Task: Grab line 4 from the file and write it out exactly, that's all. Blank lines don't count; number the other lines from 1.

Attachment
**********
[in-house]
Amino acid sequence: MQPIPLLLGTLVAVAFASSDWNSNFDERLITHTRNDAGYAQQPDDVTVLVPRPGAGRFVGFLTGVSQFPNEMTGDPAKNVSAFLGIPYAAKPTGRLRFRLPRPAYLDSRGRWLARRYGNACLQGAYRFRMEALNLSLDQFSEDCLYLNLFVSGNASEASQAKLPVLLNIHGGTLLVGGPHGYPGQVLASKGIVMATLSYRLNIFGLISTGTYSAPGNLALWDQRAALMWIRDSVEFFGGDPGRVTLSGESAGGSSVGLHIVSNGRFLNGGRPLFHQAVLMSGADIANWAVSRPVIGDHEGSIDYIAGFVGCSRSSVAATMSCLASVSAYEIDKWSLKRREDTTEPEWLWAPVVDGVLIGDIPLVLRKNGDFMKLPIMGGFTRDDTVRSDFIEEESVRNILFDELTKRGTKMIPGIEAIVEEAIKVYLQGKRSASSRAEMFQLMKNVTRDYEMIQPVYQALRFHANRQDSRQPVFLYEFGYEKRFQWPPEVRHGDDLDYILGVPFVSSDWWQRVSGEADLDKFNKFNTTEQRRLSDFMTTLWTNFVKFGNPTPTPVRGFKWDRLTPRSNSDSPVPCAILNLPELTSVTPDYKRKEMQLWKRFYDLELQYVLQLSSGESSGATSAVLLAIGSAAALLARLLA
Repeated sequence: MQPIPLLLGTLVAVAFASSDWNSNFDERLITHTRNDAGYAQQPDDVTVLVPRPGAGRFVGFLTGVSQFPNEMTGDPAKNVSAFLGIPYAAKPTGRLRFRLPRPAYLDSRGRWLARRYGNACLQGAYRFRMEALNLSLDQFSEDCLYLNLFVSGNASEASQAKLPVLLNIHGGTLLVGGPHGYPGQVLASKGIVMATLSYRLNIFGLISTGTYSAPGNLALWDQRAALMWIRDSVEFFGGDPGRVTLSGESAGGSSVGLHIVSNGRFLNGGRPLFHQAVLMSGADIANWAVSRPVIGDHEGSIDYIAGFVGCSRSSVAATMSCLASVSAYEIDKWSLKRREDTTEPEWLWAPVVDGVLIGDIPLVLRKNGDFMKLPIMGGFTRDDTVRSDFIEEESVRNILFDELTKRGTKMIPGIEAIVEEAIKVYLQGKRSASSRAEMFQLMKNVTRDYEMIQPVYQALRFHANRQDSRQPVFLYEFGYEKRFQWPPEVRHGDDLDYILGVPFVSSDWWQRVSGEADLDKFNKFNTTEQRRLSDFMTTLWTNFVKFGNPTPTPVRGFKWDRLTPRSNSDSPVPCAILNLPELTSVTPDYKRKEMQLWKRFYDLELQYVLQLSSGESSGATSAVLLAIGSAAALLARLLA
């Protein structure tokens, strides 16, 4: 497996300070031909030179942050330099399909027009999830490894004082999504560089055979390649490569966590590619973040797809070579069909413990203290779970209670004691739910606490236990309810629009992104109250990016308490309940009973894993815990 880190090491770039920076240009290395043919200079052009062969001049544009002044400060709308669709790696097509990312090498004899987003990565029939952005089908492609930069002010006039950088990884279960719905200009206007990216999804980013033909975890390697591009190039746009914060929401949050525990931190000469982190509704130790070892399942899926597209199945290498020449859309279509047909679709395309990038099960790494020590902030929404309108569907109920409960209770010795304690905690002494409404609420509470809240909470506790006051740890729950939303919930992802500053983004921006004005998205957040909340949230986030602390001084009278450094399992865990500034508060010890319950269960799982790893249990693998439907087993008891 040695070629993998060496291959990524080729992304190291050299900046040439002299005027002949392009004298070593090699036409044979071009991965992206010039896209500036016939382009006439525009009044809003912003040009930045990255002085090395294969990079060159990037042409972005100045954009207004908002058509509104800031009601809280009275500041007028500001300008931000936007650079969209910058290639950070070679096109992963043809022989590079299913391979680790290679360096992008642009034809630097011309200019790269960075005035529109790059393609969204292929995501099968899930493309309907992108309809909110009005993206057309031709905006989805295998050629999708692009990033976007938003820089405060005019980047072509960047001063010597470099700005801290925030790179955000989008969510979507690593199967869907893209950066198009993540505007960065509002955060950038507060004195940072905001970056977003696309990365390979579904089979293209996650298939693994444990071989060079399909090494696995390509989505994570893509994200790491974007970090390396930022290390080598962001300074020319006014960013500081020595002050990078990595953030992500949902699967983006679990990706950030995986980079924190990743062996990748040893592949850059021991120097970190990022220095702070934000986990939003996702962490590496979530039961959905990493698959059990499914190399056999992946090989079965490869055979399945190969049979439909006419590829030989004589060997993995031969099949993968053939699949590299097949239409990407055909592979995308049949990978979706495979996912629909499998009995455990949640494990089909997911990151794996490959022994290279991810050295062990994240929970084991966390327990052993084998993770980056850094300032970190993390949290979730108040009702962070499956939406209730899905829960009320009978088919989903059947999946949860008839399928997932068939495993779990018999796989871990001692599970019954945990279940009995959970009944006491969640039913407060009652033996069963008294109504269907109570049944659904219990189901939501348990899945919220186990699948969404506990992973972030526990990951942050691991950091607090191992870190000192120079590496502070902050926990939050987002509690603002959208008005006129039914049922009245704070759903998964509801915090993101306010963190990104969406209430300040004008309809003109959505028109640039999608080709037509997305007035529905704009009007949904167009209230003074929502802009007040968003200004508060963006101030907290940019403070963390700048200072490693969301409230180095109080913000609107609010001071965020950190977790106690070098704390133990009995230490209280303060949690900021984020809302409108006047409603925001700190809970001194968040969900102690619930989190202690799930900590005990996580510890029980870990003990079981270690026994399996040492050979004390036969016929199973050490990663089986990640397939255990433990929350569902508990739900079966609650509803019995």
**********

């Protein structure tokens, strides 16, 4: 497996300070031909030179942050330099399909027009999830490894004082999504560089055979390649490569966590590619973040797809070579069909413990203290779970209670004691739910606490236990309810629009992104109250990016308490309940009973894993815990 880190090491770039920076240009290395043919200079052009062969001049544009002044400060709308669709790696097509990312090498004899987003990565029939952005089908492609930069002010006039950088990884279960719905200009206007990216999804980013033909975890390697591009190039746009914060929401949050525990931190000469982190509704130790070892399942899926597209199945290498020449859309279509047909679709395309990038099960790494020590902030929404309108569907109920409960209770010795304690905690002494409404609420509470809240909470506790006051740890729950939303919930992802500053983004921006004005998205957040909340949230986030602390001084009278450094399992865990500034508060010890319950269960799982790893249990693998439907087993008891 040695070629993998060496291959990524080729992304190291050299900046040439002299005027002949392009004298070593090699036409044979071009991965992206010039896209500036016939382009006439525009009044809003912003040009930045990255002085090395294969990079060159990037042409972005100045954009207004908002058509509104800031009601809280009275500041007028500001300008931000936007650079969209910058290639950070070679096109992963043809022989590079299913391979680790290679360096992008642009034809630097011309200019790269960075005035529109790059393609969204292929995501099968899930493309309907992108309809909110009005993206057309031709905006989805295998050629999708692009990033976007938003820089405060005019980047072509960047001063010597470099700005801290925030790179955000989008969510979507690593199967869907893209950066198009993540505007960065509002955060950038507060004195940072905001970056977003696309990365390979579904089979293209996650298939693994444990071989060079399909090494696995390509989505994570893509994200790491974007970090390396930022290390080598962001300074020319006014960013500081020595002050990078990595953030992500949902699967983006679990990706950030995986980079924190990743062996990748040893592949850059021991120097970190990022220095702070934000986990939003996702962490590496979530039961959905990493698959059990499914190399056999992946090989079965490869055979399945190969049979439909006419590829030989004589060997993995031969099949993968053939699949590299097949239409990407055909592979995308049949990978979706495979996912629909499998009995455990949640494990089909997911990151794996490959022994290279991810050295062990994240929970084991966390327990052993084998993770980056850094300032970190993390949290979730108040009702962070499956939406209730899905829960009320009978088919989903059947999946949860008839399928997932068939495993779990018999796989871990001692599970019954945990279940009995959970009944006491969640039913407060009652033996069963008294109504269907109570049944659904219990189901939501348990899945919220186990699948969404506990992973972030526990990951942050691991950091607090191992870190000192120079590496502070902050926990939050987002509690603002959208008005006129039914049922009245704070759903998964509801915090993101306010963190990104969406209430300040004008309809003109959505028109640039999608080709037509997305007035529905704009009007949904167009209230003074929502802009007040968003200004508060963006101030907290940019403070963390700048200072490693969301409230180095109080913000609107609010001071965020950190977790106690070098704390133990009995230490209280303060949690900021984020809302409108006047409603925001700190809970001194968040969900102690619930989190202690799930900590005990996580510890029980870990003990079981270690026994399996040492050979004390036969016929199973050490990663089986990640397939255990433990929350569902508990739900079966609650509803019995």